The tragic near-drowning incident involving Whitney Houston and Bobby Brown’s daughter, Bobbi Kristina Brown, has sparked many questions pertaining to brain injuries. First let me express how deeply saddened I am by this unfortunate incident, and my heart and prayers go out to her family. I pray to God that this young woman, who has already endured so much tragedy in her short life, makes a full recovery from this horrific accident.
As details from what may have transpired on Saturday -- when 21-year-old Bobbi Kristina was found unresponsive, face down in a bathtub -- continue to emerge, many of you have written to me asking about brain injuries. While we don’t have the full details on exactly what happened to Bobbi Kristina, we do know CPR was administered and that she remains in a hospital “fighting for her life.” A source close to the situation told Fox411 that doctors have expressed that there is little they can do to help her.
"It's now a matter of when the family wants to let go and accept that she's pretty much not going to make it," the source told Fox411. "They've left it up to the family as to how long they want to keep her alive."
From a medical standpoint, there are some factors which must be considered in surmising what can occur in the brain during a near-drowning experience. First, we must consider how long the patient was without oxygen. Typically, if a patient has not received good oxygenation for greater than six minutes, the brain can suffer irreversible damage.
What I mean by irreversible damage is that brain function can either be completely or partially disabled. When the entire brain is completely disabled, we typically refer to that as brain death – which occurs when the upper brain areas and brain stem are no longer functioning. When the brain becomes partly disabled, the patient may have some structures of the brain working, like the brain stem, but not all. We typically refer to this state as a coma.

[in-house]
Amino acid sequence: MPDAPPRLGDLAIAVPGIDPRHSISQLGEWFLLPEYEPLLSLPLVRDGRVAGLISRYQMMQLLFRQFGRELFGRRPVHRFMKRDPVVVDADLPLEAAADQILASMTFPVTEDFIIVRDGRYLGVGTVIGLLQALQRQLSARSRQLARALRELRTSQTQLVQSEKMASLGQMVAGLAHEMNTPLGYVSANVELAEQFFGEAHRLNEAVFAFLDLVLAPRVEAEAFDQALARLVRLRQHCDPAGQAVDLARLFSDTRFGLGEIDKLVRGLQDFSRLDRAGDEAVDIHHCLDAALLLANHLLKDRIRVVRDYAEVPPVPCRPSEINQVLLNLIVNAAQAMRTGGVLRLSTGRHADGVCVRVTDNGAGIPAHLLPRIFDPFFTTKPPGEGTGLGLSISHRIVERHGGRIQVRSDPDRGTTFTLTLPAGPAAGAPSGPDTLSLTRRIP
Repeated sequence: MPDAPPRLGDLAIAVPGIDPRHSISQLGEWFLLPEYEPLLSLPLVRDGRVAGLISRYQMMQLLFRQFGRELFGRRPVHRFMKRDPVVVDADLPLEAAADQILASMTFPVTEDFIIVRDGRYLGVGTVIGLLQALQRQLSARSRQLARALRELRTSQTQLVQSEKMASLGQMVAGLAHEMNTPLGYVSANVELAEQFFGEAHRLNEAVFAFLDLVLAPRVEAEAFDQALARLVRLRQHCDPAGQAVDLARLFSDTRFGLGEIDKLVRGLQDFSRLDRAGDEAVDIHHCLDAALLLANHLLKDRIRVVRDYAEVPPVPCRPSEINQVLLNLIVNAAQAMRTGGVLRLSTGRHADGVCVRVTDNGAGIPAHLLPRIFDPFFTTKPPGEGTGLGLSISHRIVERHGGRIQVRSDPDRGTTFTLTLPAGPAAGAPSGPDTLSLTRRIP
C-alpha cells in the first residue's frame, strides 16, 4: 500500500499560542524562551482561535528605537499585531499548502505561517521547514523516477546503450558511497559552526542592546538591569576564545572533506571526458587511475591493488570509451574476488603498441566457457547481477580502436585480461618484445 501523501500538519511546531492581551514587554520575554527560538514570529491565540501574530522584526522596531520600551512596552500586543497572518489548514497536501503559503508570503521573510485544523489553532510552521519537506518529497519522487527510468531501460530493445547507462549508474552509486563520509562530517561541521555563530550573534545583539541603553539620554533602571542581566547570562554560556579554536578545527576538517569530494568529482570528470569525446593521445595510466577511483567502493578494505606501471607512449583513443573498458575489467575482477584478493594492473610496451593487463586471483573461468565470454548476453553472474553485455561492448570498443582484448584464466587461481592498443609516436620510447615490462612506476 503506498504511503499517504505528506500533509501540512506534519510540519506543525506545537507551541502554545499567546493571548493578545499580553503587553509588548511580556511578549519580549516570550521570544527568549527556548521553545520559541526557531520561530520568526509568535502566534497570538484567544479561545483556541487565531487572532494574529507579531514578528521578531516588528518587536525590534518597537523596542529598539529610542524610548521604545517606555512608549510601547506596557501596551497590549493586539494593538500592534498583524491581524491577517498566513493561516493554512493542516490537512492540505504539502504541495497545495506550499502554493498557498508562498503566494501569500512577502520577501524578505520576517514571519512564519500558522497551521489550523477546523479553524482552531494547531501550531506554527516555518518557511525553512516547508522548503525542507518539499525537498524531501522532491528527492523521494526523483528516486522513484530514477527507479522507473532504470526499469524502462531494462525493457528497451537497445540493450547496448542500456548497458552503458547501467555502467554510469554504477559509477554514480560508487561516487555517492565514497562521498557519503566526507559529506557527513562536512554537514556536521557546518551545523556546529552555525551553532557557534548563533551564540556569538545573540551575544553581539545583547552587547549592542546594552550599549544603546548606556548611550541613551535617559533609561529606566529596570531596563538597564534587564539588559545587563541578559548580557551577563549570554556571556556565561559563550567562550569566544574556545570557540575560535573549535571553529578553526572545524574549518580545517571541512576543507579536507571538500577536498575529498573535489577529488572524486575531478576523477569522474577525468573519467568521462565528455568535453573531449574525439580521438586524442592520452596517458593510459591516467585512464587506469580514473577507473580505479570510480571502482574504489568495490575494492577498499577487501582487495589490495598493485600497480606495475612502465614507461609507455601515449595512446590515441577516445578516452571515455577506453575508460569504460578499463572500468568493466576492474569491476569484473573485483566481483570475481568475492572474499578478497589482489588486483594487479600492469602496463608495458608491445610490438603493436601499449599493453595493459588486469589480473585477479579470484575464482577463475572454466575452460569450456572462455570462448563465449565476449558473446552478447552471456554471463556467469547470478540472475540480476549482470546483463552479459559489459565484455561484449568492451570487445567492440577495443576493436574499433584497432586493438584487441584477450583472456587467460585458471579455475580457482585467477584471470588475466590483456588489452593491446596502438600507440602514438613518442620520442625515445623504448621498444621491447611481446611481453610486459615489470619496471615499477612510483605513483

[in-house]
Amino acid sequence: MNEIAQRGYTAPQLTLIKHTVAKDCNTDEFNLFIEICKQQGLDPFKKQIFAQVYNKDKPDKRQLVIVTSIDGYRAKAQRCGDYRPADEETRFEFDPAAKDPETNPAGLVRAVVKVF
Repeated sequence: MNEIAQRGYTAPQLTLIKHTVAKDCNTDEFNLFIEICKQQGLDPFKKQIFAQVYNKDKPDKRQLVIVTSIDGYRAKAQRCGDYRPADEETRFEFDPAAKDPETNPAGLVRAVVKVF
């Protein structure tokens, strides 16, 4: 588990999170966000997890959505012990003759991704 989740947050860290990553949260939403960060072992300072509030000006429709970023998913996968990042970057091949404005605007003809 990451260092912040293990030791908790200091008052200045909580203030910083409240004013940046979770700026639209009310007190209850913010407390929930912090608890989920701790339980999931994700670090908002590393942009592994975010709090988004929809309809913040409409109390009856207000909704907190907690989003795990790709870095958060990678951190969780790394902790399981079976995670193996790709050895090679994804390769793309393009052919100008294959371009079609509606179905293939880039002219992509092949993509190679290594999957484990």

In order to differentiate between the two, physicians will conduct a full examination of the patient, which will includes checking vital signs, making note of underlying medical conditions, and considering how the brain failed to get enough oxygen, for instance was it due to a drowning, stroke, etc. The physician will then use several tests to determine the extent of brain function.
These tests typically include a full neurological examination, looking at the activity of the pupils, gag reflex, and possibly doing an apnea test – disconnecting the patient from the ventilator to see if the patient can spontaneously breathe on his or her own for several minutes. The physician will also do an electroencephalogram (EEG) test, to look for electrical activity in the brain, and conduct brain vascular imaging.
At the conclusion of the analysis, doctors will determine whether there has been partial or complete brain death. Many patients who have partial brain injury and are in a coma can theoretically progress to a more stable condition and partially recover. However, complete brain death tragically means death of the being.
Many people wonder why someone who has had a brain injury after they have been revived through CPR, can recover their heart function. While the heart can autonomically function as long as it is receiving oxygen, it is ultimately the brain which controls all. The brain dictates our breathing, neurological support and even our hormonal support, which ultimately regulates some of the major organs in our body including our kidneys. Without brain function, our bodies become quite vulnerable.
While we don’t have the details surrounding the medical condition of Bobbi Kristina, we do know how she was found, and the dangers of injuring the brain. We can only hope that she is able to make a full recovery after this tragedy. I wish her peace in her future, and continue to pray for her health.
Dr. Manny Alvarez serves as Fox News Channel's senior managing health editor. He also serves as chairman of the department of obstetrics/gynecology and reproductive science at Hackensack University Medical Center in New Jersey. For more information on Dr. Manny's work, visit AskDrManny.com.